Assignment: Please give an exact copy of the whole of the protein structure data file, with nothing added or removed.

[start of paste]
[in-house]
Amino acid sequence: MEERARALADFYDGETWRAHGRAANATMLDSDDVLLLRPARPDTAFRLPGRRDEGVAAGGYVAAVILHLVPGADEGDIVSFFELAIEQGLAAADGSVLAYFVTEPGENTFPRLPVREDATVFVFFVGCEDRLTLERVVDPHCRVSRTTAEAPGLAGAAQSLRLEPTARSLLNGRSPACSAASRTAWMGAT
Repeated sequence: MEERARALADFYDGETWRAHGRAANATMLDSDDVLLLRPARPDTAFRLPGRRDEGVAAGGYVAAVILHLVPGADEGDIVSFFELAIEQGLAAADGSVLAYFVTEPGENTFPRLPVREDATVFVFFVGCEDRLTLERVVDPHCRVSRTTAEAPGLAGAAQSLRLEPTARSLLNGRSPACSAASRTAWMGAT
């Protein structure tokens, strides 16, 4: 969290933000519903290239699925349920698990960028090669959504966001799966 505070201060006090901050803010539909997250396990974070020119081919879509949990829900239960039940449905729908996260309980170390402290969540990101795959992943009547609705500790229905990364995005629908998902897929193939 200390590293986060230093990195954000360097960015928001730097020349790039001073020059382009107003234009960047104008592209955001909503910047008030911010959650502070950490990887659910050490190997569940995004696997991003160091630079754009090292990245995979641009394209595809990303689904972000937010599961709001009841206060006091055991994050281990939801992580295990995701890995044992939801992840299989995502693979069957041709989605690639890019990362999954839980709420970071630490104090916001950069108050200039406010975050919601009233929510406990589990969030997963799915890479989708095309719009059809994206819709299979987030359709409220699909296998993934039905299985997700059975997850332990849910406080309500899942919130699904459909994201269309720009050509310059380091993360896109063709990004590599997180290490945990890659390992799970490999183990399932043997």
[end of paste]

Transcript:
[in-house]
Amino acid sequence: MEERARALADFYDGETWRAHGRAANATMLDSDDVLLLRPARPDTAFRLPGRRDEGVAAGGYVAAVILHLVPGADEGDIVSFFELAIEQGLAAADGSVLAYFVTEPGENTFPRLPVREDATVFVFFVGCEDRLTLERVVDPHCRVSRTTAEAPGLAGAAQSLRLEPTARSLLNGRSPACSAASRTAWMGAT
Repeated sequence: MEERARALADFYDGETWRAHGRAANATMLDSDDVLLLRPARPDTAFRLPGRRDEGVAAGGYVAAVILHLVPGADEGDIVSFFELAIEQGLAAADGSVLAYFVTEPGENTFPRLPVREDATVFVFFVGCEDRLTLERVVDPHCRVSRTTAEAPGLAGAAQSLRLEPTARSLLNGRSPACSAASRTAWMGAT
């Protein structure tokens, strides 16, 4: 969290933000519903290239699925349920698990960028090669959504966001799966 505070201060006090901050803010539909997250396990974070020119081919879509949990829900239960039940449905729908996260309980170390402290969540990101795959992943009547609705500790229905990364995005629908998902897929193939 200390590293986060230093990195954000360097960015928001730097020349790039001073020059382009107003234009960047104008592209955001909503910047008030911010959650502070950490990887659910050490190997569940995004696997991003160091630079754009090292990245995979641009394209595809990303689904972000937010599961709001009841206060006091055991994050281990939801992580295990995701890995044992939801992840299989995502693979069957041709989605690639890019990362999954839980709420970071630490104090916001950069108050200039406010975050919601009233929510406990589990969030997963799915890479989708095309719009059809994206819709299979987030359709409220699909296998993934039905299985997700059975997850332990849910406080309500899942919130699904459909994201269309720009050509310059380091993360896109063709990004590599997180290490945990890659390992799970490999183990399932043997």